13. After ascending for another kilometre you will reach a wall crossing the ridge. Here, turn right, and head along a path that descends in a north to north west direction down to a bridge over Lingmell Beck.
  14. Cross the Lingmell Beck bridge and head along the path until it reaches the road. Turn right and continue along the road for a short distance to reach the fantastic walkers bar in the Wasdale Head Inn for the previously mentioned food and ales.
  15. To get back to the Wasdale Head car park just head south along the road back down the valley until you reach the road bridge that crosses the Lingmell Beck to the National Trust campsite and car park. You can't ask for a better drive home along Wast Water, especially in summer when The Screes have a setting summer sun shining on them.

Maps for this walk

Paper maps for this walk

Click to buy OS Explorer OL6 Map Click to buy OS Landranger 89 Map Click to buy Harvey Super Walker Lakeland West Map Click to buy Harvey Lake District Mountain Map

GPS files for this walk

Route map of this walk

Photos & Trip Reports

Planning for a walk

Check the weather

The weather is a very important part of hill walking. Weather conditions and daylight hours will dictate where you walk, what gear you will need to carry, how far you walk, and may even decide if you go at all. The following links will help you gather information on weather conditions for areas of Britain...

Plan your journey

Planning your journey before you set off for your walk can save you vital hours on the day. You need to make sure you know the area surrounding your starting point as many factors can influence or change the place you park. Don't forget change for parking meters and fees.

Maintenance of your vehicle and being ready for breakdown situations when driving to remote areas is also vital. Pack a full spare petrol can in your boot, and take de-icing tools in winter, including a shovel. The Transport Direct website below is a great resource for anyone wanting to get to the start of their walk using public transport...

Pack the right gear

Carrying and wearing the right gear is essential for walkers to remain comfortable and safe while hill walking in Britain. However, the best gear in the world is of no use to anyone who doesn't know how to use and care for it. Knowing how to use your gear will give you a much more enjoyable experience. The following items are, in my opinion, the essential items to wear and carry for a hill walk in Britain. It would be foolish to head into the hills and mountains of Britain without these essential items and the knowledge of how to use them. Check out the gear section of this site for techniques and gear lists...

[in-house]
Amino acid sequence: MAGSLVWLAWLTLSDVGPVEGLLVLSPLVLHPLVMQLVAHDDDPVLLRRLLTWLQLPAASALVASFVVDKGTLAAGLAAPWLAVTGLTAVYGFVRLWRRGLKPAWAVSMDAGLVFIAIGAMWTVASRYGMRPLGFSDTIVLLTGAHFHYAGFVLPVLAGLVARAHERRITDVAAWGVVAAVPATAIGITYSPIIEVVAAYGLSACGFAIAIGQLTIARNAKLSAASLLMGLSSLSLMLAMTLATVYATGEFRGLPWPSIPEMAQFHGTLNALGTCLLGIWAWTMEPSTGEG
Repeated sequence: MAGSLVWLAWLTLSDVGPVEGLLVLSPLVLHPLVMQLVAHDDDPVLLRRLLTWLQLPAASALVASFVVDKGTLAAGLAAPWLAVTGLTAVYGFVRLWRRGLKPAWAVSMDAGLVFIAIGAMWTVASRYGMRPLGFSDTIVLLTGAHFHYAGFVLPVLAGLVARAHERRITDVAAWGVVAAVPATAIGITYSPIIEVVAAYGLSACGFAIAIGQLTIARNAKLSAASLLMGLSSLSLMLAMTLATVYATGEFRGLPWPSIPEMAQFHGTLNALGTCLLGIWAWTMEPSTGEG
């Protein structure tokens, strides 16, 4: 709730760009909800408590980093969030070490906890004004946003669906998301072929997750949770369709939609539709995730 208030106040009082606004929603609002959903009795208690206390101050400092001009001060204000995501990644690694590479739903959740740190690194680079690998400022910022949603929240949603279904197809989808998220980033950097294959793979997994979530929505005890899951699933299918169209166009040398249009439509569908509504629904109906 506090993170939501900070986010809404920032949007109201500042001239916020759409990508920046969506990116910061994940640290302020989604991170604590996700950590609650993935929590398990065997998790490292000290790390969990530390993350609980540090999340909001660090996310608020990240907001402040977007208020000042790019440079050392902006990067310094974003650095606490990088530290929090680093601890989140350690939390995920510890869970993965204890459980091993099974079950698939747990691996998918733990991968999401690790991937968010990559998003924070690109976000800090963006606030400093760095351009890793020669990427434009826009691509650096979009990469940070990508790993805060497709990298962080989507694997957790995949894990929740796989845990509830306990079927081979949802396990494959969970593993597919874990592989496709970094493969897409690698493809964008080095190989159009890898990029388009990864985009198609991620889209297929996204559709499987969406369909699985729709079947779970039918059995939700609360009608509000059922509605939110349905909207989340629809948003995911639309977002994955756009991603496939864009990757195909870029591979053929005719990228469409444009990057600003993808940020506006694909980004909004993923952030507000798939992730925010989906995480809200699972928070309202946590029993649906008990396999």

• Footwear
  • Clothing
  • Rucksack
  • Warm Clothes
  • Waterproofs
  • Map & Compass
  • Emergency Kit
  • First Aid Kit
  • Food & Drink
  • Seasonal Gear

Know what to do in emergencies

It is good practise to tell someone where you are going, and when you expect to return. If you don't get in contact when you said you would on your return, and those you told can't get hold of you, at least they will be able to provide the search party with your general location.

Emergency equipment in the check list above means items such as a survival bag, whistle, and emergency food rations. This isn't anything special; any whistle will do, the orange emergency bags only costs a few pounds, and basic food rations can consist of a couple of chocolate bars. Carrying a head lamp is also an important component and a vital piece of kit used for signalling when you require rescuing.

You should always try and get out of a difficult or emergency situation using your own gear, knowledge and energy. If you cannot do this, then you should dial 999 and ask for the police. Use all the gear you have to keep any unwell or injured members of your party or yourself safe and warm, and use your signalling devices to let the rescuers know your whereabouts. To do this blow six good long blasts on your whistle, or flash six flashes of your torch. Stop for one minute. Repeat. Carry on with the whistle blasts until someone reaches you, and don't stop because you've heard a reply.

Never contact mountain rescue unless absolutely necessary, but on the other hand don't ever feel guilty for having to do so, especially if you are a prepared walker. The Mountain Rescue teams are full of fantastic like-minded souls who love nothing more than people who are prepared for being safe in the mountains.